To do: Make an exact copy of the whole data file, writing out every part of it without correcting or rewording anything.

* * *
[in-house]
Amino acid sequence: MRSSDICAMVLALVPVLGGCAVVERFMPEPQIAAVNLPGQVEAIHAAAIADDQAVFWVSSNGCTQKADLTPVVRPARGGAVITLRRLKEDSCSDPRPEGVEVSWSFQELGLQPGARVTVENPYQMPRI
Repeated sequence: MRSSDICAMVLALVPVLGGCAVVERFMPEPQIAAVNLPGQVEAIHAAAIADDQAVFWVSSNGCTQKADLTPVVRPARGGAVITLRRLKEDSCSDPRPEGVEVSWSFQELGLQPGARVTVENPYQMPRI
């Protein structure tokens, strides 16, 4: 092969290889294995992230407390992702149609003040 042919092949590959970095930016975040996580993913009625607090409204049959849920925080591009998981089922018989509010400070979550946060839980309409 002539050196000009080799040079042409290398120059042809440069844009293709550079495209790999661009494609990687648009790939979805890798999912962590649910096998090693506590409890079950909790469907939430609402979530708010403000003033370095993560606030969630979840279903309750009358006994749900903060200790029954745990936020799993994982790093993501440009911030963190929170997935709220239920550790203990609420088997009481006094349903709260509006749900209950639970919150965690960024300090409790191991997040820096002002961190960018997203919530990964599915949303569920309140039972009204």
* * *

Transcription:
[in-house]
Amino acid sequence: MRSSDICAMVLALVPVLGGCAVVERFMPEPQIAAVNLPGQVEAIHAAAIADDQAVFWVSSNGCTQKADLTPVVRPARGGAVITLRRLKEDSCSDPRPEGVEVSWSFQELGLQPGARVTVENPYQMPRI
Repeated sequence: MRSSDICAMVLALVPVLGGCAVVERFMPEPQIAAVNLPGQVEAIHAAAIADDQAVFWVSSNGCTQKADLTPVVRPARGGAVITLRRLKEDSCSDPRPEGVEVSWSFQELGLQPGARVTVENPYQMPRI
């Protein structure tokens, strides 16, 4: 092969290889294995992230407390992702149609003040 042919092949590959970095930016975040996580993913009625607090409204049959849920925080591009998981089922018989509010400070979550946060839980309409 002539050196000009080799040079042409290398120059042809440069844009293709550079495209790999661009494609990687648009790939979805890798999912962590649910096998090693506590409890079950909790469907939430609402979530708010403000003033370095993560606030969630979840279903309750009358006994749900903060200790029954745990936020799993994982790093993501440009911030963190929170997935709220239920550790203990609420088997009481006094349903709260509006749900209950639970919150965690960024300090409790191991997040820096002002961190960018997203919530990964599915949303569920309140039972009204």